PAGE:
“Do you know what I used to tell my daughter when something had her so tied up in knots she could not even speak?” he said gently. “Start at the very beginning and do not stop until the words have done their job.”
I shook my head and struggled to get clear from his grasp. He did not let go.
“Tjällh, there is only you and me here and we are in the middle of nowhere surrounded by the snow and wind of a spring storm. There is nothing and no one who will hurt you. So speak to me, tell me this thing that destroys you from the inside out before there is nothing left of you and I must mourn another loss.”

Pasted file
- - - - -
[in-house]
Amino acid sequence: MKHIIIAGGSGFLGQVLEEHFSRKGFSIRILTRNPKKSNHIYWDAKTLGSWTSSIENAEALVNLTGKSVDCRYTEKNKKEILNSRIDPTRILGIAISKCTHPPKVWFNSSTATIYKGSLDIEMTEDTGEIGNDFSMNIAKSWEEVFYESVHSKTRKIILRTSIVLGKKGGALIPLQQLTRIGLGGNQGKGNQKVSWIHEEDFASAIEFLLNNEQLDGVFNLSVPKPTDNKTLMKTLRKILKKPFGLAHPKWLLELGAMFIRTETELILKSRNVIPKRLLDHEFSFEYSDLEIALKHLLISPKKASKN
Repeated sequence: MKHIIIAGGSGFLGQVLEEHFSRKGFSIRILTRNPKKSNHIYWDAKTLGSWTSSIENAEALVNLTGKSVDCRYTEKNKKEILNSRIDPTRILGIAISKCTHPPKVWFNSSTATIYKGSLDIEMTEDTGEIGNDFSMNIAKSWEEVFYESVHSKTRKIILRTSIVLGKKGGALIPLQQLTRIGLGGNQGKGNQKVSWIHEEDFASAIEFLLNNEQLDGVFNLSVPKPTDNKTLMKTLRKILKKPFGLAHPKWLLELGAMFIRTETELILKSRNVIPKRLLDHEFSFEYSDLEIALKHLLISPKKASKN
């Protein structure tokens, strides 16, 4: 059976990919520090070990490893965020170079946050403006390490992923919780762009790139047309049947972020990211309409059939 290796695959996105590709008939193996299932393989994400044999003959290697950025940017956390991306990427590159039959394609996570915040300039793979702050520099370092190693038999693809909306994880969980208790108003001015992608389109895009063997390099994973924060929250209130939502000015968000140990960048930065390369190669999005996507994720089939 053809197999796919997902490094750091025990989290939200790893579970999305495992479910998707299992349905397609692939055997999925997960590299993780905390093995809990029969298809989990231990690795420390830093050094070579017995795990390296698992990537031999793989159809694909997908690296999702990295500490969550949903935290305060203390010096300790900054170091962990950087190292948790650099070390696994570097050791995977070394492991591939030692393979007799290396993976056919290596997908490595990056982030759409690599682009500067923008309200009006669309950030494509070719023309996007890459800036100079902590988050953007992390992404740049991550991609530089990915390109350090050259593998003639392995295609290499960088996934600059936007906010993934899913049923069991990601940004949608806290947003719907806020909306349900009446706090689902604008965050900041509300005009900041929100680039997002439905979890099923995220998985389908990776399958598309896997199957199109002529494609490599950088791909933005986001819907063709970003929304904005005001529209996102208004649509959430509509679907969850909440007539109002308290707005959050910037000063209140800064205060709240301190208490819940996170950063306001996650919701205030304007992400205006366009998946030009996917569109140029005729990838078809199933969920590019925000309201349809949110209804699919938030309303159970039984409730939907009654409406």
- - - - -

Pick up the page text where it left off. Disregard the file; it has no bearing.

His words sank in slowly, he saw this and he let me go. I trembled as took a small sip of my hot tea and then without further games or hesitation I began to talk. I told of everything that had happened and I left absolutely no detail out. My voice trembled when I spoke Jyrki’s name, when I recounted his violence and his silent, brutal anger. I faltered when I spoke of the filth and the disgrace I had felt at being so dirty and so weak, of the humiliation and the despair. I side tracked a little and told him everything about my relationship with Jyrki, as I had known him, as I had wanted to know him. All the secrets I had been carrying for so long right from my earliest memory of Jyrki through to the most recent of hurts and the terrible sense of loss came tumbling out. All the things I just could not seem to come to terms with. I poured my soul out to Navaari in a way I had not ever done with any other person before, not even Thrawn, and he listened without comment or interruption. When I was finished and there were no more words left inside I just looked at Navaari, waiting for him to respond. I huddled into the blanket around my shoulders. I felt for the first time in a very long time, a deep sense of stillness, of emptiness as though the white noise in my head had suddenly been switched off. Navaari took the empty cup from my hands and refilled it for me. I accepted it gratefully.